International Women's Day – Compassions Mission to Bring Hope and Dignity – Hope 103.2

International Women’s Day – Compassions Mission to Bring Hope and Dignity

Women in poverty are facing challenges of education and access to clean water and sanitation, and these have been further exacerbated by the pandemic.

Listen: Compassion Australia CEO Clare Steele chats to Hope 103.2's Laura Bennett about International Women's Day

By Amy ChengMonday 8 Mar 2021

Women living in poverty face many difficulties and challenges, but some have gone out of their way to help other women throughout their community.

To celebrate International Women’s Day, Clare Steele, CEO of Compassion Australia, and Allison Alley, President and CEO of Compassion Canada, had a discussion, which was broadcast live on Compassion Australia’s Facebook page on Monday, to share the stories of these women.

“Poverty doesn’t hold back, and it’s really amazing to just be able to enter into their stories, and to understand their struggles and really to be able to understand that in some ways we’ re so much the same but their lives are so hard,” Ms Steele said during the live stream.

The theme of this year’s International Women’s Day is #ChooseToChallenge, and Ms Steele is asking people to challenge the everyday situations they find themselves in.

“How do we right the challenge of women around the world? How do we speak into that? How do we change our lives to help them?,” she told Hope 103.2.

“We really want to ask communities of women to step up to support women in poverty throughout the world.”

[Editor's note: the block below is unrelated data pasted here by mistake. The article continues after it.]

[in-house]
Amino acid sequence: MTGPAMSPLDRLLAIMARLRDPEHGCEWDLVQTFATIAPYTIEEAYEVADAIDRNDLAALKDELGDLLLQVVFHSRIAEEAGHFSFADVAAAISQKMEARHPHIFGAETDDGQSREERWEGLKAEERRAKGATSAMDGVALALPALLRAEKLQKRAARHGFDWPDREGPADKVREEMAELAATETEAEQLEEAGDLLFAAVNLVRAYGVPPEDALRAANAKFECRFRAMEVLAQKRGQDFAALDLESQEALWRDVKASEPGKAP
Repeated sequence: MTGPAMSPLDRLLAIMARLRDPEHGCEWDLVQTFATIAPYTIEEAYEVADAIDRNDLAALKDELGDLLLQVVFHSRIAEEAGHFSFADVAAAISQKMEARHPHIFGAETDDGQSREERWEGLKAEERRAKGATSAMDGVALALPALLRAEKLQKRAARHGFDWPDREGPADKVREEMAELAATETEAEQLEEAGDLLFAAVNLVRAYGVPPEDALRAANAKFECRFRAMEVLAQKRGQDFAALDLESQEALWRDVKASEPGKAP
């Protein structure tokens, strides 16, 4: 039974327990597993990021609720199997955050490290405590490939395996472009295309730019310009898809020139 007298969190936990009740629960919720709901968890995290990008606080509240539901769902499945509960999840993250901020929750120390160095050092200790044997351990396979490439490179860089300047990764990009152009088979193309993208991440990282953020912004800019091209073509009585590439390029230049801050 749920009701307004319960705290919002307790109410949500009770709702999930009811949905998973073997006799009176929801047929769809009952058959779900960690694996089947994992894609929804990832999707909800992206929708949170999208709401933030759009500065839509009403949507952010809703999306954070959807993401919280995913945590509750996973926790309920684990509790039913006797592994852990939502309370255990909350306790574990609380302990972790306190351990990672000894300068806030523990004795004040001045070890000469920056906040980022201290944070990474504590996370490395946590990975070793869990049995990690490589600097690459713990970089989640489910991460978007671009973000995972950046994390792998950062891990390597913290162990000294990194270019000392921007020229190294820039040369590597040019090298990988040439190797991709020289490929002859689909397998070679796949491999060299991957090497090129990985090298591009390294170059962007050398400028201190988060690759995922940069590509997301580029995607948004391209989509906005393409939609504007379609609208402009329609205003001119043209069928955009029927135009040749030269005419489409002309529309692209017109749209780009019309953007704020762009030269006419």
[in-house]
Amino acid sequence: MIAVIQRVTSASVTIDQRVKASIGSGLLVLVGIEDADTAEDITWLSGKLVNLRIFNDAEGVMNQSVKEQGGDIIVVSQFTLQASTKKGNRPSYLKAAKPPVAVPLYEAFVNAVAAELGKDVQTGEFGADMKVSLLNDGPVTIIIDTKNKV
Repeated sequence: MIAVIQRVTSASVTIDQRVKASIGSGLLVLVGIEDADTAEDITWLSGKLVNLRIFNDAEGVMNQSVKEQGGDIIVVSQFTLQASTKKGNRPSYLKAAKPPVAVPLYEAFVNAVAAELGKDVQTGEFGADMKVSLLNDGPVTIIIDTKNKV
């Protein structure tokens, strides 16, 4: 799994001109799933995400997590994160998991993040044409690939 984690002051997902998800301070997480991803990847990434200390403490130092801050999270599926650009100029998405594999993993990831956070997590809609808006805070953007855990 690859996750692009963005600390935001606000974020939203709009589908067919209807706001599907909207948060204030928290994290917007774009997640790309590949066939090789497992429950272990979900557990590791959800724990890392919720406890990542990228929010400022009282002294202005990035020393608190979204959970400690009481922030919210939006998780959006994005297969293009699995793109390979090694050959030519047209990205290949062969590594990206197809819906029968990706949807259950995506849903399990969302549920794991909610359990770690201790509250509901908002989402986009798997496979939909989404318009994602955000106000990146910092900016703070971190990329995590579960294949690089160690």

Challenges of women in poverty

“It’s not just about providing the structural needs like food and water; it’s about bringing hope and dignity to women across the world.” – Clare Steele, CEO of Compassion Australia

Hope 103.2 is proudly supported by

The gender pay gap is having a huge impact on women in poverty, according to Ms Steele and Ms Alley.

“Females in general, certainly female entrepreneurs, often don’t have access to the same financial services and resources that their male counterparts do,” Ms Alley said during the live stream.

“All these things are what we call a gender poverty gap and it means that more women than men live in poverty for these multifaceted reasons.”

Ms Steele believes the pandemic has further complicated this.

“Women have had to pull out of their roles because they’ve had to look after children at home,” Ms Steele told Hope 103.2.

“And so we’re seeing the gap of unemployed women growing, and often the pay that they’re offered significantly decreasing as well.”

Women in poverty are also facing challenges of education and access to clean water and sanitation, and these have been further exacerbated by the pandemic.

“We’ve seen many girls pull out of education because they can’t access their schools or they’re locked down,” Ms Steele said.

Women giving back to the community

Eskedar, a community leader and activist in Addis Ababa, Ethiopia, lost her husband to HIV in 2013. Her son Eyasu was registered with the Compassion program in their village.

“The program helped her with funeral arrangements, rebuilding her house, giving them food and water,” Ms Steele said.

Unfortunately, shortly afterwards, Eskedar was also diagnosed with HIV and had to stop her business.